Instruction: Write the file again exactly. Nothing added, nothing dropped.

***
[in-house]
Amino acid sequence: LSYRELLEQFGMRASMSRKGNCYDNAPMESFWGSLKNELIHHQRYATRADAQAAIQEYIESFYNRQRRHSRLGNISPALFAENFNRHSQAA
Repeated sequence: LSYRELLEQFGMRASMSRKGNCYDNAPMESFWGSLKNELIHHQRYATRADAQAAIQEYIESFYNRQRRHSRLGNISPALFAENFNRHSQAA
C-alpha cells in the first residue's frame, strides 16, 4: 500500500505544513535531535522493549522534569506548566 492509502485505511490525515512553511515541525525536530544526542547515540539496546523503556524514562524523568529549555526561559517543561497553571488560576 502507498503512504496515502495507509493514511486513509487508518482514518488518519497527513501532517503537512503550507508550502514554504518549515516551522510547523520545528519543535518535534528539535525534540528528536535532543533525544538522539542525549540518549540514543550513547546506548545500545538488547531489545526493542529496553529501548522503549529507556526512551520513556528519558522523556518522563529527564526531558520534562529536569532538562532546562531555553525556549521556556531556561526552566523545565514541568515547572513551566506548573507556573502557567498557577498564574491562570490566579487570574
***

[in-house]
Amino acid sequence: LSYRELLEQFGMRASMSRKGNCYDNAPMESFWGSLKNELIHHQRYATRADAQAAIQEYIESFYNRQRRHSRLGNISPALFAENFNRHSQAA
Repeated sequence: LSYRELLEQFGMRASMSRKGNCYDNAPMESFWGSLKNELIHHQRYATRADAQAAIQEYIESFYNRQRRHSRLGNISPALFAENFNRHSQAA
C-alpha cells in the first residue's frame, strides 16, 4: 500500500505544513535531535522493549522534569506548566 492509502485505511490525515512553511515541525525536530544526542547515540539496546523503556524514562524523568529549555526561559517543561497553571488560576 502507498503512504496515502495507509493514511486513509487508518482514518488518519497527513501532517503537512503550507508550502514554504518549515516551522510547523520545528519543535518535534528539535525534540528528536535532543533525544538522539542525549540518549540514543550513547546506548545500545538488547531489545526493542529496553529501548522503549529507556526512551520513556528519558522523556518522563529527564526531558520534562529536569532538562532546562531555553525556549521556556531556561526552566523545565514541568515547572513551566506548573507556573502557567498557577498564574491562570490566579487570574